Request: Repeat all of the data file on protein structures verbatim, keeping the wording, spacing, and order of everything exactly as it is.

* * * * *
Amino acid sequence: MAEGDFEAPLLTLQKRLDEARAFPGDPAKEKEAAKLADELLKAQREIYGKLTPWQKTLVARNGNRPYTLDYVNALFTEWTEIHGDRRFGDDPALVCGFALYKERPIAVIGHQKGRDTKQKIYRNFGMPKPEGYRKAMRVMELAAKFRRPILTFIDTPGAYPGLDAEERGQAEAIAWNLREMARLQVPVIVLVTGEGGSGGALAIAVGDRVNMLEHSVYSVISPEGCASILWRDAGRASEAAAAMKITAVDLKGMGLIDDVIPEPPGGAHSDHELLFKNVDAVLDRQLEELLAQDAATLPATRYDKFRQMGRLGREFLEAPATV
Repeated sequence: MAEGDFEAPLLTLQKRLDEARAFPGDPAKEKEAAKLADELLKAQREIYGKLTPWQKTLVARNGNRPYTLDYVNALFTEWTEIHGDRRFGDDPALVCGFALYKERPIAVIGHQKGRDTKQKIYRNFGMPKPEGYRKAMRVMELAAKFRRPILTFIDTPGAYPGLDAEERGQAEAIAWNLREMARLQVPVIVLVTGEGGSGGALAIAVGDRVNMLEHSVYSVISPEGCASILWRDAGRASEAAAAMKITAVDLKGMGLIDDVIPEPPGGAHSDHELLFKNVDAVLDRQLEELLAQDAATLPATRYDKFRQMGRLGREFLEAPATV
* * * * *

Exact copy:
Amino acid sequence: MAEGDFEAPLLTLQKRLDEARAFPGDPAKEKEAAKLADELLKAQREIYGKLTPWQKTLVARNGNRPYTLDYVNALFTEWTEIHGDRRFGDDPALVCGFALYKERPIAVIGHQKGRDTKQKIYRNFGMPKPEGYRKAMRVMELAAKFRRPILTFIDTPGAYPGLDAEERGQAEAIAWNLREMARLQVPVIVLVTGEGGSGGALAIAVGDRVNMLEHSVYSVISPEGCASILWRDAGRASEAAAAMKITAVDLKGMGLIDDVIPEPPGGAHSDHELLFKNVDAVLDRQLEELLAQDAATLPATRYDKFRQMGRLGREFLEAPATV
Repeated sequence: MAEGDFEAPLLTLQKRLDEARAFPGDPAKEKEAAKLADELLKAQREIYGKLTPWQKTLVARNGNRPYTLDYVNALFTEWTEIHGDRRFGDDPALVCGFALYKERPIAVIGHQKGRDTKQKIYRNFGMPKPEGYRKAMRVMELAAKFRRPILTFIDTPGAYPGLDAEERGQAEAIAWNLREMARLQVPVIVLVTGEGGSGGALAIAVGDRVNMLEHSVYSVISPEGCASILWRDAGRASEAAAAMKITAVDLKGMGLIDDVIPEPPGGAHSDHELLFKNVDAVLDRQLEELLAQDAATLPATRYDKFRQMGRLGREFLEAPATV